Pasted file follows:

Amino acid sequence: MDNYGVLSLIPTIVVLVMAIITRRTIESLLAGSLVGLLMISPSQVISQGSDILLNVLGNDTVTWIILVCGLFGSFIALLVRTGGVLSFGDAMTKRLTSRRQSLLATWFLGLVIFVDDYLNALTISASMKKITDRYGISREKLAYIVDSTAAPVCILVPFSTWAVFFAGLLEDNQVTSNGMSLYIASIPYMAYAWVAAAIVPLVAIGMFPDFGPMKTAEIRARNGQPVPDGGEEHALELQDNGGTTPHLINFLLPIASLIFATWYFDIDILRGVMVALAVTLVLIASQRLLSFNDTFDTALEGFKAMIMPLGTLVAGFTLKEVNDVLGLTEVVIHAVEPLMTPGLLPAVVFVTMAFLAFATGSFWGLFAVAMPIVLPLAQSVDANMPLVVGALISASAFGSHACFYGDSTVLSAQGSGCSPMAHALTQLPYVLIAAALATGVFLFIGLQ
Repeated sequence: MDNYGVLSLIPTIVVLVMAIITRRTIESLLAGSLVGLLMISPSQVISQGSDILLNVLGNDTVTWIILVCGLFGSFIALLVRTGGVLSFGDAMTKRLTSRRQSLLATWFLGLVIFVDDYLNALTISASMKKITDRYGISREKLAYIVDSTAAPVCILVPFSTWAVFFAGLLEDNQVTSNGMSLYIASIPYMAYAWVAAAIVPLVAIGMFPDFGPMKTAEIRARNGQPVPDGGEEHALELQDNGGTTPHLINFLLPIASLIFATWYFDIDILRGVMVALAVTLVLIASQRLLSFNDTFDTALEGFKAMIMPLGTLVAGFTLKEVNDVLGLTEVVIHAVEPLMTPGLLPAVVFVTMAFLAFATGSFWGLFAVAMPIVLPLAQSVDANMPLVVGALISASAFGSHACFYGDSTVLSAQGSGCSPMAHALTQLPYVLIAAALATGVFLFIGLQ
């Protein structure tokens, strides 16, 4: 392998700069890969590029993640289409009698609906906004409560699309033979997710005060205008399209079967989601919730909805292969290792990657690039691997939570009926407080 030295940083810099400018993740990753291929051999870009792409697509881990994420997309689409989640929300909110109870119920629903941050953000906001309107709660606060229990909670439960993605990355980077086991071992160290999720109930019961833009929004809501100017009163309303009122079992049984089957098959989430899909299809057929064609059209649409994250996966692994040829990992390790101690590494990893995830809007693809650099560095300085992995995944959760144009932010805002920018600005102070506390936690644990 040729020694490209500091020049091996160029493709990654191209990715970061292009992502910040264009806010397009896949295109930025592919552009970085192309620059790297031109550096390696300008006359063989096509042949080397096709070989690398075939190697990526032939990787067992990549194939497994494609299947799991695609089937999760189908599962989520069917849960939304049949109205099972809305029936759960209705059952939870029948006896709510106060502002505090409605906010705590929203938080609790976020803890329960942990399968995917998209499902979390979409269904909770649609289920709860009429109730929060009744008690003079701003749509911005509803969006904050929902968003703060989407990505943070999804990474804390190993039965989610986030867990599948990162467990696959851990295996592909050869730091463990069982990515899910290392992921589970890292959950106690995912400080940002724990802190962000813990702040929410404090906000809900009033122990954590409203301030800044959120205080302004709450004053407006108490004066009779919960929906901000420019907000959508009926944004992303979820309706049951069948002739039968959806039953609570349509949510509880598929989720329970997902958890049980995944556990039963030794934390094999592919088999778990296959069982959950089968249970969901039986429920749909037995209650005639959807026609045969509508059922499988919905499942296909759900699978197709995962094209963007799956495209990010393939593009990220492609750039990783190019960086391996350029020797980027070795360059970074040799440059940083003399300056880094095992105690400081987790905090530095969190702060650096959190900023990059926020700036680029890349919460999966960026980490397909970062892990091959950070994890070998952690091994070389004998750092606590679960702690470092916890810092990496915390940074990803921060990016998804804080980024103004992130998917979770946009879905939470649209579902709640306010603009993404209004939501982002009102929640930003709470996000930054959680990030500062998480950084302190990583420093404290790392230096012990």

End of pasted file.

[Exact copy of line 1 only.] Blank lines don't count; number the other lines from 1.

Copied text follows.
Amino acid sequence: MDNYGVLSLIPTIVVLVMAIITRRTIESLLAGSLVGLLMISPSQVISQGSDILLNVLGNDTVTWIILVCGLFGSFIALLVRTGGVLSFGDAMTKRLTSRRQSLLATWFLGLVIFVDDYLNALTISASMKKITDRYGISREKLAYIVDSTAAPVCILVPFSTWAVFFAGLLEDNQVTSNGMSLYIASIPYMAYAWVAAAIVPLVAIGMFPDFGPMKTAEIRARNGQPVPDGGEEHALELQDNGGTTPHLINFLLPIASLIFATWYFDIDILRGVMVALAVTLVLIASQRLLSFNDTFDTALEGFKAMIMPLGTLVAGFTLKEVNDVLGLTEVVIHAVEPLMTPGLLPAVVFVTMAFLAFATGSFWGLFAVAMPIVLPLAQSVDANMPLVVGALISASAFGSHACFYGDSTVLSAQGSGCSPMAHALTQLPYVLIAAALATGVFLFIGLQ